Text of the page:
If you believe what you read on most forums and mainstream game media, the Playstation Network is touted as the best model for online console gaming. The reasons are many – the marketplace is easy to navigate, the content is priced properly, there’s a wide open space to interact with other gamers, and so on. Most of these justifications are perfectly sound and completely valid. I’ve enjoyed dancing in a line in the middle of the PSN Home movie theater with the best of them.
But when those arguments are broken down and filtered out, the real reason for its support is loud and clear. The PSN is free for all. But everyone should know by now that free doesn’t necessarily equal good. When a service is free it is accountable to noone but the people who are offering it. And in this case, where Sony is concerned, free equals a dubious amount of investment in the wrong areas and ignoring the core, fundamental faults as to why PSN is at serious disadvantage when compared to Xbox Live.
When the PS3 was in its initial stages of hype and development, Sony touted that the PSN would be everything that Xbox Live was, but without the price tag. Free downloadable content, matchmaking, message services and the like. Big glossy beta images promised a killer online experience. But what we got in the original launch stages was woeful. No XMB in games. Shoddy slow marketplace. No rewards system. Sony was already taking the hit for having a prohibitively expensive system, so touting a free but substandard online experience wasn’t really on anyone’s features list.
Over time, Sony did begin to come good on its promises. You could access messages from players in game, trophies were introduced, matchmaking improved and so on. But something substantial was still missing. PSN didn’t feel like a community. You can’t dump an online service on gamers and expect them to welcome it with open arms. The soul of PSN had been lost in its rush to be created as a competitor. It was still difficult to feel like the online component encompassed the console like XBL did for the 360. The whole interface came alive when you connected, where the PS3, well, it had a news ticker.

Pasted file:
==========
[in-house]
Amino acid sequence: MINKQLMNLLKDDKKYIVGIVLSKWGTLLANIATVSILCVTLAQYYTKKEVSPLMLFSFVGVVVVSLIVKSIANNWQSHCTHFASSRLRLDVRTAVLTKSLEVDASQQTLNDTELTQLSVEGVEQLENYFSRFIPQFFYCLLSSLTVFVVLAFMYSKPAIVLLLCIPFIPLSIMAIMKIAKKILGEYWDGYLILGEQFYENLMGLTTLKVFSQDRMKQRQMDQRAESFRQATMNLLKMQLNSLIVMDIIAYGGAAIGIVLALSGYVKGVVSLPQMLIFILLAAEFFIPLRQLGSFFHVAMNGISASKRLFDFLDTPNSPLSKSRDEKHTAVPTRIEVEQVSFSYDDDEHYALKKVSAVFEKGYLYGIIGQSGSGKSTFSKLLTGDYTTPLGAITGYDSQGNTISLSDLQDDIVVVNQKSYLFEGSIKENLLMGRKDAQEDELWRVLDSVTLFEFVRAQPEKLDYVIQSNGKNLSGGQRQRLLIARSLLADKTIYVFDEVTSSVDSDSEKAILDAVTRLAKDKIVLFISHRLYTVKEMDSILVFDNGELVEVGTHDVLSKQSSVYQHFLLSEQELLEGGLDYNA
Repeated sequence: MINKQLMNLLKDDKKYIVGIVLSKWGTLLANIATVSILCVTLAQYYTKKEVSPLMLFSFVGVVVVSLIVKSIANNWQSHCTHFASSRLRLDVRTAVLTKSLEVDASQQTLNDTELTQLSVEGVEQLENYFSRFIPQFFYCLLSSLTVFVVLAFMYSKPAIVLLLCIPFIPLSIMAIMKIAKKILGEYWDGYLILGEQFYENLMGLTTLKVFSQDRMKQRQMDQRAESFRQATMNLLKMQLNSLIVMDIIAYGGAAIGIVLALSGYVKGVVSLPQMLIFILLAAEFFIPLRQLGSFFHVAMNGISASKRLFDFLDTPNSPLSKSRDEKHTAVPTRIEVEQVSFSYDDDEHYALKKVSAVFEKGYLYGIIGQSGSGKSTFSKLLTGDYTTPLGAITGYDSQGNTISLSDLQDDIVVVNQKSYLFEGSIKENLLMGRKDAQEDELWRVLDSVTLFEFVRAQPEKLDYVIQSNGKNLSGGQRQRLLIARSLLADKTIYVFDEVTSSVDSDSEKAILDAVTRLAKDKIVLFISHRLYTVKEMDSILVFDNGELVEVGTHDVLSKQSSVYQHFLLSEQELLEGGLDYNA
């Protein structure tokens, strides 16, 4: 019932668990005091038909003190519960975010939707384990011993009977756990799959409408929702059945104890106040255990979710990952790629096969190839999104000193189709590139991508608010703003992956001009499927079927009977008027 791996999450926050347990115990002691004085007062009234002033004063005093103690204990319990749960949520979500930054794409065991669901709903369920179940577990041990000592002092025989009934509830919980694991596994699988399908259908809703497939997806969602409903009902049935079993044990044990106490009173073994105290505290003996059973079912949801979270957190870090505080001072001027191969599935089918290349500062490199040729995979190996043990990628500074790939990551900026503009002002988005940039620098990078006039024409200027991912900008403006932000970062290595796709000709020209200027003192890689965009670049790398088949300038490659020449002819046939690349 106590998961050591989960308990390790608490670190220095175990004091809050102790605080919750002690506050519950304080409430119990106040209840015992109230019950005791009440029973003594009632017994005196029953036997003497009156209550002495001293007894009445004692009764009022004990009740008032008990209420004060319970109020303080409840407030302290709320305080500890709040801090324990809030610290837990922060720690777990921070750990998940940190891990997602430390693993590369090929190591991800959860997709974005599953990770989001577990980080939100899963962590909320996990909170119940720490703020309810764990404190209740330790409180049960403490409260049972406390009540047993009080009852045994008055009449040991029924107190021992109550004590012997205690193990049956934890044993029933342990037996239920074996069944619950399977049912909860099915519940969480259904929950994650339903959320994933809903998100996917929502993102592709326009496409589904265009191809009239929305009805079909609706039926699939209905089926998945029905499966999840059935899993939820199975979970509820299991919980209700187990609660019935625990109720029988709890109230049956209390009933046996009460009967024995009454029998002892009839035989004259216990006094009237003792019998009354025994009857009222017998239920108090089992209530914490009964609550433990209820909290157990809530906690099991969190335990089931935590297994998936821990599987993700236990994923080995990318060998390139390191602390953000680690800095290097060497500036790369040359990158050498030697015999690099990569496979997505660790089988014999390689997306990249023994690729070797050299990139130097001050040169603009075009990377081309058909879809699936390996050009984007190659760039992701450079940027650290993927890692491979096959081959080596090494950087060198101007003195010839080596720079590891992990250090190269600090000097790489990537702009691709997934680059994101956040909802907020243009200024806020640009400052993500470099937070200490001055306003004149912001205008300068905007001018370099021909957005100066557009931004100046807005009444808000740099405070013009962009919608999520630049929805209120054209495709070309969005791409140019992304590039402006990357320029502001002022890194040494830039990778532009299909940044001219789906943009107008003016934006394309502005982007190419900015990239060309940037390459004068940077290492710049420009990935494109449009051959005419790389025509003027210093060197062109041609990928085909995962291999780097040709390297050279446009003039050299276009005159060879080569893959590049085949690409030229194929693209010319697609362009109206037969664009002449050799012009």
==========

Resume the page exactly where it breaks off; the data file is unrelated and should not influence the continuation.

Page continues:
Sony needed something big, it needed a place where gamers could congregate before and after games. It developed Home.
To me, Home is the perfect example of an already dubious concept gone completely wrong. It was as if a team of executives found a way to make meeting in a virtual space even more boring and plastic, by making everyone look the same and providing distractions from the fact that you were essentially trapped in an online box with a thousand other people all as confused and bored as yourself. You’ve got restrictions on everything. How many people can use the bowling alley, the arcade, where they can explore, even how many can join a club or group.
In all, PSN fails because it’s not natural. Here’s a few of my ideas on how Sony can turn it around.